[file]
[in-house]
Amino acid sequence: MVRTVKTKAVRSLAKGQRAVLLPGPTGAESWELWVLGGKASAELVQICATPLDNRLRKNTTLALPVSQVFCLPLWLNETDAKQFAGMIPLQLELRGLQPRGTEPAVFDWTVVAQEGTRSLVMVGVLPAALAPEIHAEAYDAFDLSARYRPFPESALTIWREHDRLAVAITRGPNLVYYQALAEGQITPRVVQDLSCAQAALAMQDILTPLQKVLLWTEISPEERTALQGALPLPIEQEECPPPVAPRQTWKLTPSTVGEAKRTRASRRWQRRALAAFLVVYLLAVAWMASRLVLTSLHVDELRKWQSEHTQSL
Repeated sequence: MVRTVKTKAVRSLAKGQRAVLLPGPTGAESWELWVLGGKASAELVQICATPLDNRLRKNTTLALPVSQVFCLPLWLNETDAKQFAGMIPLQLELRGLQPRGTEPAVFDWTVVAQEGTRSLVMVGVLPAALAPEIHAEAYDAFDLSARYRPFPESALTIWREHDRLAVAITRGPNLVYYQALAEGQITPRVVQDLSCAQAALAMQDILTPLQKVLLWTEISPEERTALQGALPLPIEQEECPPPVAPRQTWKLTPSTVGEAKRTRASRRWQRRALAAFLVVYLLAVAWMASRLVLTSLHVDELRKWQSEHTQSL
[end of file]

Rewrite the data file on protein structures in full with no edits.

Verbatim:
[in-house]
Amino acid sequence: MVRTVKTKAVRSLAKGQRAVLLPGPTGAESWELWVLGGKASAELVQICATPLDNRLRKNTTLALPVSQVFCLPLWLNETDAKQFAGMIPLQLELRGLQPRGTEPAVFDWTVVAQEGTRSLVMVGVLPAALAPEIHAEAYDAFDLSARYRPFPESALTIWREHDRLAVAITRGPNLVYYQALAEGQITPRVVQDLSCAQAALAMQDILTPLQKVLLWTEISPEERTALQGALPLPIEQEECPPPVAPRQTWKLTPSTVGEAKRTRASRRWQRRALAAFLVVYLLAVAWMASRLVLTSLHVDELRKWQSEHTQSL
Repeated sequence: MVRTVKTKAVRSLAKGQRAVLLPGPTGAESWELWVLGGKASAELVQICATPLDNRLRKNTTLALPVSQVFCLPLWLNETDAKQFAGMIPLQLELRGLQPRGTEPAVFDWTVVAQEGTRSLVMVGVLPAALAPEIHAEAYDAFDLSARYRPFPESALTIWREHDRLAVAITRGPNLVYYQALAEGQITPRVVQDLSCAQAALAMQDILTPLQKVLLWTEISPEERTALQGALPLPIEQEECPPPVAPRQTWKLTPSTVGEAKRTRASRRWQRRALAAFLVVYLLAVAWMASRLVLTSLHVDELRKWQSEHTQSL